Intricacies of a Reverse Mortgage

With a standard mortgage, the borrower is personally responsible for the note.  In the case of a foreclosure, the bank will foreclose on the property and sell it in order to recoup the amount still due.  If the bank sells the house for less than the amount due on the loan, the bank can file for a deficiency judgment against the borrower for the money that is owed.  Although this is rare, it does happen.  

With a reverse mortgage, the lender can only foreclose on the house.  They cannot pursue the borrower (or an heir) for any outstanding loan amount because a reverse mortgage is a non-recourse loan.  Even if the house is worth less than the mortgage amount, the lender cannot go after the borrower or the borrower’s estate for the remainder of the money.  Reverse mortgages are good for seniors who need the cash-flow and are comfortable with their heirs not inheriting as much equity in the house.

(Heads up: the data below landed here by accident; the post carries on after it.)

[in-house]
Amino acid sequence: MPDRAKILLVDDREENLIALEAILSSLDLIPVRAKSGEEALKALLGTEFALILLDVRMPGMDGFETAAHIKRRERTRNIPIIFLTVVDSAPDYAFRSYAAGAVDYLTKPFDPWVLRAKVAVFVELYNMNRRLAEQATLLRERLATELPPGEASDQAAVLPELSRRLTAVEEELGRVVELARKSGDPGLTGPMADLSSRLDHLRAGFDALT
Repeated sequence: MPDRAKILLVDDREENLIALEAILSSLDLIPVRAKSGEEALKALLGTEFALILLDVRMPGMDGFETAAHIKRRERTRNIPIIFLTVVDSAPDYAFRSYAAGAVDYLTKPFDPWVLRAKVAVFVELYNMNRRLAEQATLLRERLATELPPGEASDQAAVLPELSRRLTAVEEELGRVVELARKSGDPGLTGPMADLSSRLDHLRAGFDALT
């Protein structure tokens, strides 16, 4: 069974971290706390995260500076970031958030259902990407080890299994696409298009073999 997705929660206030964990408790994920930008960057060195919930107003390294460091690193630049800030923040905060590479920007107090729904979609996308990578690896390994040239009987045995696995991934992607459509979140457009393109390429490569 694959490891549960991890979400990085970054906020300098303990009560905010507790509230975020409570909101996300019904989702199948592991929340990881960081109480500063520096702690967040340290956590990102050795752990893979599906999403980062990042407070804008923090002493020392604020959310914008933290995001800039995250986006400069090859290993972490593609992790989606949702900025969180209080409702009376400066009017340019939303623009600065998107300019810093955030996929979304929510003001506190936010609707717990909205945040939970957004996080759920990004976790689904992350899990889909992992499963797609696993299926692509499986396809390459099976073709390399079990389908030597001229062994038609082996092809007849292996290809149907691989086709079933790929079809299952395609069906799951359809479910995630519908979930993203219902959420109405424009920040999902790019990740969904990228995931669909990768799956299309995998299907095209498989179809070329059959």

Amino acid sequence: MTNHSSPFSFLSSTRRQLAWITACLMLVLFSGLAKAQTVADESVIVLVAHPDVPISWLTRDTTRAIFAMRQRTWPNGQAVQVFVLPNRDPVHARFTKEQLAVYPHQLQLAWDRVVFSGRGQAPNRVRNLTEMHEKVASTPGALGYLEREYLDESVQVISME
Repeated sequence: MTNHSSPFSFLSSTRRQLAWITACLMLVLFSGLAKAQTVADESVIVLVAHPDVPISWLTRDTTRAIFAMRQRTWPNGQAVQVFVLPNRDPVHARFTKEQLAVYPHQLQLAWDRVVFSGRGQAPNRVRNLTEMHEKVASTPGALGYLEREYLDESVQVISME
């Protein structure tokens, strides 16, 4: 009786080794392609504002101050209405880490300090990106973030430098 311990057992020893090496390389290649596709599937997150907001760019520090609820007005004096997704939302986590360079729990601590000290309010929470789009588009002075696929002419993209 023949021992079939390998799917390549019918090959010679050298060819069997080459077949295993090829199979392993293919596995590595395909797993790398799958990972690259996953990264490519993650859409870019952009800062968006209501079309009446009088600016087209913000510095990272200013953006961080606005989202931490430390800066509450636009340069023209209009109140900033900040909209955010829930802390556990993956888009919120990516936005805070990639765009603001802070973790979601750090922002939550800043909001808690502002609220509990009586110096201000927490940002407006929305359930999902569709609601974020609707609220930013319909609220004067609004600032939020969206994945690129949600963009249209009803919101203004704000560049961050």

These questions often come up at closings, and reverse mortgage lenders need a closing attorney that can confidently answer those questions so the process can move forward.